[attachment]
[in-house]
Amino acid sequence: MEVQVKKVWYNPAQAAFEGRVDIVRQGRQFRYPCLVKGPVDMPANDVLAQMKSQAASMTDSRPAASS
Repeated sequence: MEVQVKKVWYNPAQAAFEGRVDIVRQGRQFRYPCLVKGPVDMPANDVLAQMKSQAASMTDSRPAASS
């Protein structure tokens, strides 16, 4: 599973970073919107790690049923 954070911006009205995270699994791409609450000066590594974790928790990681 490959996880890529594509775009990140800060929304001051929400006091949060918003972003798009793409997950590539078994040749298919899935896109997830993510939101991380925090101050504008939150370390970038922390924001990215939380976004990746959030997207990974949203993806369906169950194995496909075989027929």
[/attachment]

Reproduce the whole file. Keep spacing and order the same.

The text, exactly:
[in-house]
Amino acid sequence: MEVQVKKVWYNPAQAAFEGRVDIVRQGRQFRYPCLVKGPVDMPANDVLAQMKSQAASMTDSRPAASS
Repeated sequence: MEVQVKKVWYNPAQAAFEGRVDIVRQGRQFRYPCLVKGPVDMPANDVLAQMKSQAASMTDSRPAASS
């Protein structure tokens, strides 16, 4: 599973970073919107790690049923 954070911006009205995270699994791409609450000066590594974790928790990681 490959996880890529594509775009990140800060929304001051929400006091949060918003972003798009793409997950590539078994040749298919899935896109997830993510939101991380925090101050504008939150370390970038922390924001990215939380976004990746959030997207990974949203993806369906169950194995496909075989027929």